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Rising U.S. Deficits Continue in New Fiscal Year as Shutdown Looms

Washington D.C. — The $305 billion deficit for the first two months of Fiscal Year 2019 shows the United States is closing in on trillion dollar deficits if Congress takes no action to stop this trend.

“Treasury’s report shows yet again that rising deficits are the new normal. It is an unfortunate trend continuing in the new fiscal year,” Shai Akabas, director of economic policy at BPC, said.

Deficits are rising unabated, primarily due to sustained growth in entitlement spending and now decreasing revenues due to the Tax Cuts and Jobs Act of 2017. Rising deficits lead to rising debt and higher interest payments. Over the past two months alone, the federal government has spent $65 billion on interest payments on the debt.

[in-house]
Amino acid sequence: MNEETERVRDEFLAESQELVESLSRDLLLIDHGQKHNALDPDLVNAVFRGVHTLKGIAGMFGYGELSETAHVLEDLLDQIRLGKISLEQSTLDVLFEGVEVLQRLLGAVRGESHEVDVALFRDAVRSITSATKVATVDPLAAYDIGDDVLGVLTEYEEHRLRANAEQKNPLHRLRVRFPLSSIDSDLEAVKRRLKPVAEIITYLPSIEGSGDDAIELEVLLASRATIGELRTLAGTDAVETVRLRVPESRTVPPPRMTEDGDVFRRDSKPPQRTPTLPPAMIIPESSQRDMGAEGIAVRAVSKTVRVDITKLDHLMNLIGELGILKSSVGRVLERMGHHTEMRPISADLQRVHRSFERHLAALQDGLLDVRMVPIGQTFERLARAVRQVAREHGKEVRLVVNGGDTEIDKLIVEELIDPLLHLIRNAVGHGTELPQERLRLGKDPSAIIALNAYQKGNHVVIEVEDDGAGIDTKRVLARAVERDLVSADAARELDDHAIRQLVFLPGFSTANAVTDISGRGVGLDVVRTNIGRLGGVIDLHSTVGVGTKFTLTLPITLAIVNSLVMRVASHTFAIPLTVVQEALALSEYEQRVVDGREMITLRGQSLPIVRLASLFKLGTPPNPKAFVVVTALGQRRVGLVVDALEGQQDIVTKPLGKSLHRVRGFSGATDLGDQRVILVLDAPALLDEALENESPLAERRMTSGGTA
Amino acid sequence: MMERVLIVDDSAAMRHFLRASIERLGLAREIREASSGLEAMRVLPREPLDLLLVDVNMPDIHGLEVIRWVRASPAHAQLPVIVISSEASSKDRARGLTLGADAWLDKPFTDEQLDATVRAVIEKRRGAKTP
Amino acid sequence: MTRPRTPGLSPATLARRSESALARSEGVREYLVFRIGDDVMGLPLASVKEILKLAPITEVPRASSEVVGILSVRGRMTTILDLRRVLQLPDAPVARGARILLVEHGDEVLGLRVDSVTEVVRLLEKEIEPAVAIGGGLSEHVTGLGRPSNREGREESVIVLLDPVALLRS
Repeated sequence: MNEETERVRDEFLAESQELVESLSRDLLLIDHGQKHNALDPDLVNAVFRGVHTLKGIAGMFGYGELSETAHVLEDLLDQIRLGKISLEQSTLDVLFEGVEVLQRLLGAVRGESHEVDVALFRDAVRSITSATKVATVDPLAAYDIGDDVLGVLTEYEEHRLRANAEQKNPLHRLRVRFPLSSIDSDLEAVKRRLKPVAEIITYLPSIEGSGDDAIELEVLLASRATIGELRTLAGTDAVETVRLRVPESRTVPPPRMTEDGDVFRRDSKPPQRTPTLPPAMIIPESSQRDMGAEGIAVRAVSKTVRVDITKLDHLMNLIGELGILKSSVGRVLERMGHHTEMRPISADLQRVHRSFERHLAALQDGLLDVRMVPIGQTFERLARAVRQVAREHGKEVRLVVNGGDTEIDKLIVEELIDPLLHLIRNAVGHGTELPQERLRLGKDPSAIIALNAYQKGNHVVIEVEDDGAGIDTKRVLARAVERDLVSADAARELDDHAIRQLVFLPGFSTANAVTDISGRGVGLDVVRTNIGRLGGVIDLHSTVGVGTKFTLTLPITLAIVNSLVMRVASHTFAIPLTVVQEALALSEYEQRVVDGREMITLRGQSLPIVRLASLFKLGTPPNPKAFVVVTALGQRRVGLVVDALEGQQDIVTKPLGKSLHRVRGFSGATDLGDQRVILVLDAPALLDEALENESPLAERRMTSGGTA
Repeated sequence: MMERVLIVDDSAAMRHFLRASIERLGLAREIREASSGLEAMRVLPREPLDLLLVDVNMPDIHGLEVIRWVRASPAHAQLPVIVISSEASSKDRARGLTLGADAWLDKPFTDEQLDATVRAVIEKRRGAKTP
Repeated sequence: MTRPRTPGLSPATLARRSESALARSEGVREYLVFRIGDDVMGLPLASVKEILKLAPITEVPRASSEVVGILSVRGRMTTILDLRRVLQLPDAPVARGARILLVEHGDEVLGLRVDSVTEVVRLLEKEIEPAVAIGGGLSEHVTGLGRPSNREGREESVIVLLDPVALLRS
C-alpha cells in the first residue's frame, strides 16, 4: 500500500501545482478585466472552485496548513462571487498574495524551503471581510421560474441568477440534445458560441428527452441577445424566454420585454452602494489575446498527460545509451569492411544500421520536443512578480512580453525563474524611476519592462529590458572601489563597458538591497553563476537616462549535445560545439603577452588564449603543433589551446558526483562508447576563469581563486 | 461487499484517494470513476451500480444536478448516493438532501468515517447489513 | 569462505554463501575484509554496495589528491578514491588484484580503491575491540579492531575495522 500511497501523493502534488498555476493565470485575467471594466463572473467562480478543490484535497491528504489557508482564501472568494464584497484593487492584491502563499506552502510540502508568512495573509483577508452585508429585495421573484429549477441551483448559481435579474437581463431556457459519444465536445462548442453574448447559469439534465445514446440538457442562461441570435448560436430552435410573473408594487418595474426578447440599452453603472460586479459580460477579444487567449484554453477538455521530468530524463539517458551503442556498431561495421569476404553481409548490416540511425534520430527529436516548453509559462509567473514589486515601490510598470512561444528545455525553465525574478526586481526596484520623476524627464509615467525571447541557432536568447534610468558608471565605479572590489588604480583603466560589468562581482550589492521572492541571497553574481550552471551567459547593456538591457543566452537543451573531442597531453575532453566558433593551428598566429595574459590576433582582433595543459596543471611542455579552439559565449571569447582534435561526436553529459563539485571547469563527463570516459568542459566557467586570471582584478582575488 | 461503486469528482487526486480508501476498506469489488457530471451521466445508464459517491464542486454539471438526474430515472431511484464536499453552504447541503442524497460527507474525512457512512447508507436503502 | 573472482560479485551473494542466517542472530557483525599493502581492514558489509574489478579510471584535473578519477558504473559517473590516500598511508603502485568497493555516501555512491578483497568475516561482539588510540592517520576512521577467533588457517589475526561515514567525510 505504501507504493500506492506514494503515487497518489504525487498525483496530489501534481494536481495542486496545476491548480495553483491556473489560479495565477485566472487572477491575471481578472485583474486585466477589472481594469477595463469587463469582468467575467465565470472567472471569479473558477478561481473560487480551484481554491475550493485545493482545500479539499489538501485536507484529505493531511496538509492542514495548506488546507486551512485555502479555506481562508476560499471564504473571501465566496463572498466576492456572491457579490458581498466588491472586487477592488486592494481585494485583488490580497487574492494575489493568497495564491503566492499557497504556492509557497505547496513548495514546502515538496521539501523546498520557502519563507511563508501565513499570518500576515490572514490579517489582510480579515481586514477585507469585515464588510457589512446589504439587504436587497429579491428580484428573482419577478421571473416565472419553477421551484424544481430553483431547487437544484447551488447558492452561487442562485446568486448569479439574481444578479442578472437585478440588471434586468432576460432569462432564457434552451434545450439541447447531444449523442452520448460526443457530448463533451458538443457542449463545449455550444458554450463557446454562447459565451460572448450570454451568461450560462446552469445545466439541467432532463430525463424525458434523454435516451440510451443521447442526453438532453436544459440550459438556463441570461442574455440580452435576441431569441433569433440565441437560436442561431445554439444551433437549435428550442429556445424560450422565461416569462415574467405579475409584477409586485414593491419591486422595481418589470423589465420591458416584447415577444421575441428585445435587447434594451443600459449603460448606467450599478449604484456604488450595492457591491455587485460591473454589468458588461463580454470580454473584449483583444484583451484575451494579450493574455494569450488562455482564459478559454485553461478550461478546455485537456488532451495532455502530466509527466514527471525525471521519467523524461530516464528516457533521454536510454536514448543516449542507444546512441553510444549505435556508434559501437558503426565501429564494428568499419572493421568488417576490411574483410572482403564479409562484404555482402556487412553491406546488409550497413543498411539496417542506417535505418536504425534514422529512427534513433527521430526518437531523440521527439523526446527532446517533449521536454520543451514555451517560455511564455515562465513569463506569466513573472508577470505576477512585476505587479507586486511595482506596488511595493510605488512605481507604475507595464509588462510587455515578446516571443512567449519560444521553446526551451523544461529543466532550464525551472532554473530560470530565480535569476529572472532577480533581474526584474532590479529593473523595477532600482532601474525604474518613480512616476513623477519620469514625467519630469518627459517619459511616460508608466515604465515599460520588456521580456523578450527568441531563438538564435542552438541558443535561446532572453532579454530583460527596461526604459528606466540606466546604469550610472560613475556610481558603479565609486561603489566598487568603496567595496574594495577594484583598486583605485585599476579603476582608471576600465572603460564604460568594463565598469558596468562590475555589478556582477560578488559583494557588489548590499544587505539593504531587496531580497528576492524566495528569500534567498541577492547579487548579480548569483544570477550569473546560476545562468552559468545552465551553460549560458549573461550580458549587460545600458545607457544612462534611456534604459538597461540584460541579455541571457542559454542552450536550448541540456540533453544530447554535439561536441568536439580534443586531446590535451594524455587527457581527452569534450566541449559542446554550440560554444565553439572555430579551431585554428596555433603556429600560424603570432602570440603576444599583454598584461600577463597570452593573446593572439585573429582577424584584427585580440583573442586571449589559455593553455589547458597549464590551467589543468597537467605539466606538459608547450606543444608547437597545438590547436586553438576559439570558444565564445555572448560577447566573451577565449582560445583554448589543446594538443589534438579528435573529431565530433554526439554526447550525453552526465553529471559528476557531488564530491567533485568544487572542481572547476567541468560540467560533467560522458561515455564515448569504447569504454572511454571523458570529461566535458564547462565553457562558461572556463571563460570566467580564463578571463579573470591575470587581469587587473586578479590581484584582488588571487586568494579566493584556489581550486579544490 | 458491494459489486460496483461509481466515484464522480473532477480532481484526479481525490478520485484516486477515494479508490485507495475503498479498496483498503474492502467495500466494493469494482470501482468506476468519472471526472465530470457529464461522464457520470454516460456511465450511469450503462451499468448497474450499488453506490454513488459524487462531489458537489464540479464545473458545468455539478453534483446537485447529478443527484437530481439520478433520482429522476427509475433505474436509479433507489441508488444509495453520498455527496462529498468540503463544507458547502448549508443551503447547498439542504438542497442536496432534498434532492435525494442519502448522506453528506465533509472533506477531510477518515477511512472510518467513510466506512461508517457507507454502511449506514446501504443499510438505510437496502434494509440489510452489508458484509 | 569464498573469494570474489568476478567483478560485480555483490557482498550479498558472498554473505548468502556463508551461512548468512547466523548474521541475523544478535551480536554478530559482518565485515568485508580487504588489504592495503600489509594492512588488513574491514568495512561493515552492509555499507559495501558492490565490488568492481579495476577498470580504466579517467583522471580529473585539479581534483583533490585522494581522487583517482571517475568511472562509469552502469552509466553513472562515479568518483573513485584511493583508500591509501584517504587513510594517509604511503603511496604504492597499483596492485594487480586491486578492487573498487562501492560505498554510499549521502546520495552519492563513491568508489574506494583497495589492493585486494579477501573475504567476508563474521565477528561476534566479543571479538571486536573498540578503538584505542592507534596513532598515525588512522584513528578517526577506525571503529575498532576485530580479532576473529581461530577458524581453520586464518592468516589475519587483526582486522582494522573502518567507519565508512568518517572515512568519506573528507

“Our federal budget challenges are barely part of the conversation on Capitol Hill. That must change if we are to get our fiscal house in order,” Akabas said.

And yet as deficits continue to rise, congressional leaders are once again caught up in a near-term political battle that is unlikely to address the deficit and could even lead to a partial government shutdown.

“In the near term, shutting down the government should not be a go-to policy option. A government shutdown would waste millions of taxpayer dollars, and is unlikely to produce any benefit to the American people.”

Shai Akabas is available for comment.